I was surprised by the depth of my sadness upon learning of the death of Steve Jobs. It’s often not until we lose something that we realize how much it meant. I bear no relation to Steve. Never worked for him, or met him, or had any connection to him directly. And yet I was overcome with grief that October morning when all the world was a chatter about his life, his influence and his passing. So what was it that allowed a stranger to touch so many of us so profoundly?
He was a talisman.
What is a talisman? According to the dictionary.com app (conveniently accessed on my iPhone), a talisman can be defined as, “anything whose presence exercises a remarkable or powerful influence on human feelings or actions.” Powerful. Remarkable. Influencial. I’d say that’s about right.
I’m Mac loyal to the core. Pun intended. When I was in elementary school my aunt worked for Apple as a sales representative to the school districts. So I was lucky enough to have my very own Macintosh Classic at a pretty young age. While all the other kids were staring at black screens with a flashing green cursor I had a little gray box that could speak! I learned to type in class on a manual typewriter whose keys had to be struck with fortissimo effort. But at home I practiced in soft silence on my Mac.
When I was in high school my commercial art class taught us about composition, type and colors. But we were creating everything by hand. It was my after school meetings with a local screen-printer that I learned how to create illustrations on a Mac. Working one hour or two a week with programs like Aldus Freehand I learned to guide a mouse across a foam pad and end up with art.
In college most students had to go to the library or the computer lab for access to word processing programs. But I brought my trusty Mac to Albion College freshman year. When exams were around the corner, and final papers were due you’d think we had a revolving door installed. Everyone wanted to borrow my Mac. Another Apple fanboy souped up my loading screen with the grayscale image of two jets accompanied by music from Top Gun and the text, “when you feel the need for speed!” Wasn’t that the truth.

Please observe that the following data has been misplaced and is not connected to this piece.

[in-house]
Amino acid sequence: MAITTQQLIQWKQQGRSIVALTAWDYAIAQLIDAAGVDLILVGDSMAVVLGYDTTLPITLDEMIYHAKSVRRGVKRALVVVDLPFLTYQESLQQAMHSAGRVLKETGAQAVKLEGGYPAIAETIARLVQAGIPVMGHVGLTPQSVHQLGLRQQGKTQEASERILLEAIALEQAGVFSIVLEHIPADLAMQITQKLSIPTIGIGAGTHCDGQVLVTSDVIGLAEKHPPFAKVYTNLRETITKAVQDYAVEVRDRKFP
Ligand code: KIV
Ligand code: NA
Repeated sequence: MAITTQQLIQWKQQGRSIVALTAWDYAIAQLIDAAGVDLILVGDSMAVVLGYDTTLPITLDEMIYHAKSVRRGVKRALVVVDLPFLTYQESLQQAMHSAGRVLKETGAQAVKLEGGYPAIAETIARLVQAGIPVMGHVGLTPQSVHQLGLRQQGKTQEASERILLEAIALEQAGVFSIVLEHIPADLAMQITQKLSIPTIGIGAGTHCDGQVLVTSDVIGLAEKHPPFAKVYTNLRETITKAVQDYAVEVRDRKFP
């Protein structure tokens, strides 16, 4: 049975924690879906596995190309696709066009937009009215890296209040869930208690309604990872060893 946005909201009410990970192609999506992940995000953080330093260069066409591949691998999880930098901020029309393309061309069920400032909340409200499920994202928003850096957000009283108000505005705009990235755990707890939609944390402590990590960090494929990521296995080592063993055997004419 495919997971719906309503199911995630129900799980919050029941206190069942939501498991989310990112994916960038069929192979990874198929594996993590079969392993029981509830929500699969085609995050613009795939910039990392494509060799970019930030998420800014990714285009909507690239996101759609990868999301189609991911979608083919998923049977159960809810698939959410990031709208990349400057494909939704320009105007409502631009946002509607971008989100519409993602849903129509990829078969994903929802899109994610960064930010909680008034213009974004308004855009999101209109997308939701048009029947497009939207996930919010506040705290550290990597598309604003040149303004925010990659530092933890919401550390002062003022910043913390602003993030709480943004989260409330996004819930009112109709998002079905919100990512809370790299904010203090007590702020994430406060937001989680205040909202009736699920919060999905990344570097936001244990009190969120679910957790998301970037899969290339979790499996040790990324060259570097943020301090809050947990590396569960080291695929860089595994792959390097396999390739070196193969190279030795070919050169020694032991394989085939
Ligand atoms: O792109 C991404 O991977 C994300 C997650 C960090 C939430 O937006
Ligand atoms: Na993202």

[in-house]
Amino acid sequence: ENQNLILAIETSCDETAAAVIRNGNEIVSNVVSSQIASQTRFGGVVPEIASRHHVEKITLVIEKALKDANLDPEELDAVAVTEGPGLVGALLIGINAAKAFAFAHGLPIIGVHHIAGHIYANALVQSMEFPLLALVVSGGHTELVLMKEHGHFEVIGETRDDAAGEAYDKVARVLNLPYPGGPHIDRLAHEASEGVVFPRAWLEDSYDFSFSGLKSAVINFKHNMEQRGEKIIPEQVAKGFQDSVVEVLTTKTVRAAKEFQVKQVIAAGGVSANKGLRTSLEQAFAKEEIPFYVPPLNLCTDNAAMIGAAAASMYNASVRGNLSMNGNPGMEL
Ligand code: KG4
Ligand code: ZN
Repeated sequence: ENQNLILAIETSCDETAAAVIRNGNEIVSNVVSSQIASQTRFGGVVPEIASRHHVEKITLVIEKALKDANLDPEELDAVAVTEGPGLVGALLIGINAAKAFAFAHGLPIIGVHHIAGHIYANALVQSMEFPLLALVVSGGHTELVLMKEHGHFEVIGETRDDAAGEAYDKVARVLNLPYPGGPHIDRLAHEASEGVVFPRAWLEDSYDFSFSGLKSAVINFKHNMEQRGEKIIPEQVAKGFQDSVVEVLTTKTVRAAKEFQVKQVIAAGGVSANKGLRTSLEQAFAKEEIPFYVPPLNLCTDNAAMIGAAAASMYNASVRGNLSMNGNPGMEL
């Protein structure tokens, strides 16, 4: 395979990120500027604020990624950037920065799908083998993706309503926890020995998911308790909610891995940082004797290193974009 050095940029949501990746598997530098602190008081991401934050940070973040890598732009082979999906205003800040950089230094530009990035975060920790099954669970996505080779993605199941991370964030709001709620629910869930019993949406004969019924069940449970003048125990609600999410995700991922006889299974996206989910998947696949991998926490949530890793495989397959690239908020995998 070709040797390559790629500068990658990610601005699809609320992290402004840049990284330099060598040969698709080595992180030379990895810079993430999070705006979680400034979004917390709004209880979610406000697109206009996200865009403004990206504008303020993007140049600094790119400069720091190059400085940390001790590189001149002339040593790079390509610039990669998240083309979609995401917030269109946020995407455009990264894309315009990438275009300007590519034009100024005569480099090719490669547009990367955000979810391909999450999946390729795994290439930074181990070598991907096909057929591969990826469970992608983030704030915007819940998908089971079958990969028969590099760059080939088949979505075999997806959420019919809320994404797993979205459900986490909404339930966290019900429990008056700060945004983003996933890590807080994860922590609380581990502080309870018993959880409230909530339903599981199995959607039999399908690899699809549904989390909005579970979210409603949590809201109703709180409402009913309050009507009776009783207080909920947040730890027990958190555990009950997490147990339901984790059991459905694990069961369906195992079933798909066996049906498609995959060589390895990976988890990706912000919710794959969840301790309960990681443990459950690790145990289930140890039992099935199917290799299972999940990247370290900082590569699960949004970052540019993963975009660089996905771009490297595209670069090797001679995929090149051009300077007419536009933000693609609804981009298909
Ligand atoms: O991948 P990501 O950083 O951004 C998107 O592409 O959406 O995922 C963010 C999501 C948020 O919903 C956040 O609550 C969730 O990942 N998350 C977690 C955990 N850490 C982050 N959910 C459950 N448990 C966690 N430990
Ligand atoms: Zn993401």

That Mac Classic made it through four years of college. When I was ready for something bigger, another Mac of course, we passed the Classic on to an elderly friend named Cowboy, so he could write his memoirs to share his life-story with the next generation. When he passed on, it went to my great auntie Mar with the same intent. And on, and on it went.
Do you know, that Mac never had a virus. No black-screen-of-death. I think it might have lived forever. I’m still hoping to track it down and find out.
In college I took a job for the communications department and began learning the basics of graphic design, even though all of our collateral at the time was still produced by hand with paste-up. We literally used a machine that applied wax to paper so we could paste text, photos and art to a page. This was then photographed, printed to films and offset print on huge machines. But we set our type in PageMaker on a Mac. That was the beginning of the digital age in graphic design. From there technology started to take giant leaps forward with the internet, email, zip-disks, CD-Rom, and on, and on.
I realized so much of my creative work has been influenced by the powerful inventions of Steve Jobs and his team at Apple. I learned to draw on a Mac. I began to appreciate and use typography on a Mac. Thanks to the amazing world of iProducts I listen to music, store and edit photos and movies all on a iMac. And last but not least, I have expanded my business because of a unique invention called the app made famous on perhaps Apple’s greatest invention: the iPhone.
I think it’s fair to say Steve Jobs was a talisman for the creative souls in this world. It is with parting sorrow that I thank you Steve. Thank you for your innovation, inspiration, dedication and your legacy. It extends far beyond the companies you built. “To infinity and beyond.” Peace.